Sunday, September 5, 2010


I was raised as a Roman Catholic. When I came to know the Lord at the age of eighteen, I remained a Roman Catholic for the next few years. During that period of time, I felt a calling to the pastoral ministry, and I left the Catholic Church to pursue my ministerial studies. I joined an African-American Holiness Church where I was mentored by the pastor, who became my spiritual father in the faith.

It was right after I got saved, before I even left the Catholic Church, that the words of our Lord came to pass, ”I did not come to bring peace, but a sword.” The division was between my mother and me. She did not like the fact that I was now “religious.” Things got worse when I left the Catholic Church. For years, all I heard from my mother was, “but what made you change?” Meaning, why did you get so religious and leave the Catholic Church? Paradoxically, she was the proud mother of a minister, always telling people that her son would perform their wedding ceremony or officiate at someone's funeral.

But at the same time, she would occasionally ask me what made me change. Every time that she would ask that question I would answer with the salvation message or another word from the Bible, or I would explain that this was what the Lord had called me to do. Nothing that I said would satisfy her.

One time when she asked, I got distraught. However, my response this time was, I believe, a word from the Holy Spirit. I said, ”Mom, didn't you and dad raise Johnny (my younger brother) and me to help other people?” “Yes,” she responded. “Well,” I replied, “that's what I'm doing, I'm helping people.” That was the last time that she asked me that question.

All Christians, not just the clergy, should be helping people, whether they are believers or not. Jesus ministered to all people. For example, Jesus ministered to His disciples, as well as the Roman centurion and the Canaanite woman. He didn't ask them where they were spiritually, he ministered to their needs whether they were spiritual or physical.

The Apostle Paul's exhortation in Galatians 6:10 is, “As we have opportunity, let us do good to all people, especially to those who belong to the family of believers.” (italics mine)

There are so many ways that we can let our light shine in a world of darkness. Sometimes it's just simple things that can mean so much to a person. Letting a person know that you are available to assist them in any way you can is very encouraging. It's so nice to know that they are not alone. Someone cares about me!

So many people identify with the psalmist and say, “I look for someone to come and help me, but no one gives me a passing thought! No one will help me; no one cares a bit what happens to me.” Psalm 142:4, New Living Translation.

So then, what are some of the ways that we can help and encourage someone who feels like that?

Here are a few suggestions:

A simple phone call or email or a greeting card saying that they are in your thoughts and prayers goes a long way. Let them know also that you are available to talk and pray.

Love them and show compassion! If the person has committed sin or hasn't been to church in a while, don't make them feel guilty or condemned, show them the love and compassion of Jesus. Remember that we are His ambassadors, we represent the Lord!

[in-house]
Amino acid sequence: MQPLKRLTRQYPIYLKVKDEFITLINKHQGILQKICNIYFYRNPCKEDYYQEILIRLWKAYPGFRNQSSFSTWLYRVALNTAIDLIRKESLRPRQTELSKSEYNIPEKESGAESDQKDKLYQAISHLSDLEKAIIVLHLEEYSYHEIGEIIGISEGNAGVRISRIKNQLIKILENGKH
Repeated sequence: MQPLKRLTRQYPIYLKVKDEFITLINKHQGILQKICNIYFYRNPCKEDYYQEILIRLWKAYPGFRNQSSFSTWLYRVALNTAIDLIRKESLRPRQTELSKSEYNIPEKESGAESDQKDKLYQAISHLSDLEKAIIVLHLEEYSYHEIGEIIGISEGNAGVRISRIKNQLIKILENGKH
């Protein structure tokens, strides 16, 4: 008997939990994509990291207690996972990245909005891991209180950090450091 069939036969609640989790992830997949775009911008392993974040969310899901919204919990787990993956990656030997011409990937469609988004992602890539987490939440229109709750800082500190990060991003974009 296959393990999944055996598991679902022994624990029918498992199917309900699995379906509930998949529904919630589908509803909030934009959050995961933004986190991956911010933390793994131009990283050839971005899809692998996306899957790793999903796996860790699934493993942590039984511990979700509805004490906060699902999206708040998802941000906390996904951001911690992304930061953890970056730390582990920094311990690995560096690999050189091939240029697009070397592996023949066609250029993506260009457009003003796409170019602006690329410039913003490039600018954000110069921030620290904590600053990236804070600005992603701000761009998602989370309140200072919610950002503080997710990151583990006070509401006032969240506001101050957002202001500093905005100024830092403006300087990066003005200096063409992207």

One thing that is a great help to people is just to listen to them. So many times I wouldn't have an answer to a person's dilemma or I didn't know what to say, but they were so grateful that I just listened to what they had to say. Show empathy, show an interest in them and what they are saying and how they feel. In his book, How to Be a People Helper, Dr. Gary Collins writes about the importance of listening to others, “An unwillingness to listen can sometimes be a great obstacle to helping. […] Our task as helpers is to understand the helpee and show by our listening that we care.”

A number of years ago, heading home from Boston on the train I got into a conversation with a woman from Los Angeles. She had just dropped her daughter off at Harvard, and she was so distraught at the thought that her daughter would be 3,000 miles from home for the next four years. She poured her heart out to me the entire train ride to the airport. At one point, she said that she is not the type of person who would share things with a complete stranger. When I told her that I was a minister, she said that she wasn't surprised, because I listened to her and showed concern.

When she departed the train and walked up the stairs towards the airport, she turned and smiled and waved at me. I didn't have to say anything. I didn't have to give counsel or suggest she read a book on empty nest syndrome. All I did was listen to her and, having two daughters myself, I was able to show empathy. Although I didn't get the opportunity to pray and witness to her, the Lord brings her to mind from time to time, and I do ask that He would bless her and her family.

Like Jesus, be a servant. Find out what a person's needs are and serve them. Ask the Lord to give you opportunities to be an encourager to one that is hurting. Also, tell your pastor that you are willing to be a servant in the house of the Lord and you want to be put to work in the church. Oh, how we pastors love to hear that!

“Be sure to use the abilities God has given you […]. Put these abilities to work; throw yourself into your tasks […]. Keep a close watch on all you do and think. Stay true to what is right and God will bless you and use you to help others.” 1 Timothy 4:14-16, The Living Bible.

Lord bless you as you serve Him by helping others. Amen!

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